Two views of unexploded ordnance located in the waters off of Vieques Island, Puerto Rico, a former Navy bombing range.
A team of NOS researchers recently won the Department of Commerce Gold Medal for developing techniques to locate and map underwater unexploded ordnance in shallow water.
This is the highest award given by the Secretary of Commerce.
The award winners, members of the Office of Response & Restoration and the Office of Coast Survey, are working in the waters of Vieques Island, Puerto Rico, at a former U.S. Navy bombing range. This area is now a Superfund site.
While many agencies are working to clean up the island's coastal and marine areas, the threat of unexploded ordnance in the water is a constant threat.
Working with federal and commonwealth partners, the team put NOAA methods and expertise to work to find and map these bombs using high-tech sensors so the clean-up work can safely continue.
The scientists used all the tools in their arsenal: side scan and multibeam sonar mounted on a NOAA Navigation Response Team boat, magnetometer readings, a Remotely Operated Vehicle, an Autonomous Underwater Vehicle, and even divers. It was the first time NOAA had applied its scientific expertise and technologies to address such a problem.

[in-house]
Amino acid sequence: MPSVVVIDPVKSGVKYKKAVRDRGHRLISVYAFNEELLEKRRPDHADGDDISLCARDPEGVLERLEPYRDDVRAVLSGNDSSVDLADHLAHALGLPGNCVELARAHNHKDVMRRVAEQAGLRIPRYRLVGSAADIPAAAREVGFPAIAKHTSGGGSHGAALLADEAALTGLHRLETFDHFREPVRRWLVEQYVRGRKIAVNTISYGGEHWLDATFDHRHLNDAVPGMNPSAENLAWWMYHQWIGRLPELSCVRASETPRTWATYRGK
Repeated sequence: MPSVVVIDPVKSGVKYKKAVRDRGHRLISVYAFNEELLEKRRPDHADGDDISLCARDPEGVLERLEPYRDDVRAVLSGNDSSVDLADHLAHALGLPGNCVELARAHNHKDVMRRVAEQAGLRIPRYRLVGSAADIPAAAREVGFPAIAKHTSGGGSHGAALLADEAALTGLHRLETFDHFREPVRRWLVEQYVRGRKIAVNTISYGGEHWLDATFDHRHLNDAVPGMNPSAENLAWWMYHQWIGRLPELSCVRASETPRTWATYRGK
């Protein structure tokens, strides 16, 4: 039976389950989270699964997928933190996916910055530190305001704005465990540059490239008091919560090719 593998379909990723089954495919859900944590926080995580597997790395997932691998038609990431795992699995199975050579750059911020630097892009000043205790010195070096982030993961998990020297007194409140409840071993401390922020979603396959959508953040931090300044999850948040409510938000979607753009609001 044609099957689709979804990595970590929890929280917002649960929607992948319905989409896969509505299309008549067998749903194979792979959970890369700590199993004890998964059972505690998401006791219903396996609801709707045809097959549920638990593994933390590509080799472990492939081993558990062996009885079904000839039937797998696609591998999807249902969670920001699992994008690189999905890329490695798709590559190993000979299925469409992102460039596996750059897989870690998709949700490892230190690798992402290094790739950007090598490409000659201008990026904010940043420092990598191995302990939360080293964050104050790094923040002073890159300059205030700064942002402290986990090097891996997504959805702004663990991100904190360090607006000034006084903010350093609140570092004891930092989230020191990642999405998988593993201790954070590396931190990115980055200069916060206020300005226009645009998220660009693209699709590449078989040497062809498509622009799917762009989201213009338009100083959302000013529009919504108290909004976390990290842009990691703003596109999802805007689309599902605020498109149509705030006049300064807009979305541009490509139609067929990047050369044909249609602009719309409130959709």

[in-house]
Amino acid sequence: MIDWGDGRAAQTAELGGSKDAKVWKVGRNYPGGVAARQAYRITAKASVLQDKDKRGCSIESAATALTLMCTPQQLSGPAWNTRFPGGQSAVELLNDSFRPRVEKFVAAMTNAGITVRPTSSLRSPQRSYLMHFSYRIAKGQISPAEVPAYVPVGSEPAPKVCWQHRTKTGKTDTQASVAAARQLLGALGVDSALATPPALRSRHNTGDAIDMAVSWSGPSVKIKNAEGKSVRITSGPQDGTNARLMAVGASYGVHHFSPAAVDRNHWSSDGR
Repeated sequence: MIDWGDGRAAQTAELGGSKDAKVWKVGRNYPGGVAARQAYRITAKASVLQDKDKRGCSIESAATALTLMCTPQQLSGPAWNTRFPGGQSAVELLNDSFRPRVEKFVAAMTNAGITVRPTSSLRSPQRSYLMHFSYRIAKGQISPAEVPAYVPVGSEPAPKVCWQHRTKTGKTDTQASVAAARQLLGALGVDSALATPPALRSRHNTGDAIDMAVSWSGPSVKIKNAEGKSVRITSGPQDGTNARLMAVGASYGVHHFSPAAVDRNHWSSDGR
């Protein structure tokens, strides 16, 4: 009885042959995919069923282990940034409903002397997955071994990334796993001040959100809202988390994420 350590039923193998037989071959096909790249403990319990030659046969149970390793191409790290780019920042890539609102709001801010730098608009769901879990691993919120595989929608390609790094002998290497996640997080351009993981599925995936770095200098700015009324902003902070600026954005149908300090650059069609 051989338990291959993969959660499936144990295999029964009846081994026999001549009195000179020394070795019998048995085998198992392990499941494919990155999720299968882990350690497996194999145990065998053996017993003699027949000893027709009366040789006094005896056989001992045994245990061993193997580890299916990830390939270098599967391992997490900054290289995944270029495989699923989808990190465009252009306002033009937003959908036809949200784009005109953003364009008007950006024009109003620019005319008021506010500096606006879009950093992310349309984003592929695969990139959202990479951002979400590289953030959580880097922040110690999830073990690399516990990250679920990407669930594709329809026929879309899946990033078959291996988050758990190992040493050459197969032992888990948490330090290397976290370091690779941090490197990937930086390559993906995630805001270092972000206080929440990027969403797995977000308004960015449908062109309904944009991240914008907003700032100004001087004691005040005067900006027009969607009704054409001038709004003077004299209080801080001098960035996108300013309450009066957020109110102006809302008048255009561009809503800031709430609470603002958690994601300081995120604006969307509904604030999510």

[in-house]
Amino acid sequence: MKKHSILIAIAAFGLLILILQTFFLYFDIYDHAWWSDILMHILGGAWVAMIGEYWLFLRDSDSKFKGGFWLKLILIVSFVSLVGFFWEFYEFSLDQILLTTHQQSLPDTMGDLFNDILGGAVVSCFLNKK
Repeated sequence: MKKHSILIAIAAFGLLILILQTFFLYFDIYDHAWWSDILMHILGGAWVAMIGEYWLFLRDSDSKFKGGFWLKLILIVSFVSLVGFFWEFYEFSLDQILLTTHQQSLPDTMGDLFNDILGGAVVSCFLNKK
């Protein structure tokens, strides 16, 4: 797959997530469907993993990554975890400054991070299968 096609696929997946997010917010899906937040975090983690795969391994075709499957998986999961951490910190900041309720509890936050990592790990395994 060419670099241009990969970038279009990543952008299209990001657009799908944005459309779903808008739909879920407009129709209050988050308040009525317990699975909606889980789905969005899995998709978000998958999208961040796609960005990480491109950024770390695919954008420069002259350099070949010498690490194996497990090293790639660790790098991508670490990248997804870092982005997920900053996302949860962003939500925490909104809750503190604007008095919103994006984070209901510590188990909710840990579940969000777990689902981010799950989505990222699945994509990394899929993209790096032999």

Once data for a given region are incorporated into a geographic information system, the clean-up teams know exact locations of unexploded ordnance and how close that ordnance is to human populations or areas set aside for public recreation.
The data collected from this ongoing project will continue to be used to protect and restore the coastal and marine resources of Vieques and as a tool to inform local residents of the danger of underwater unexploded ordance.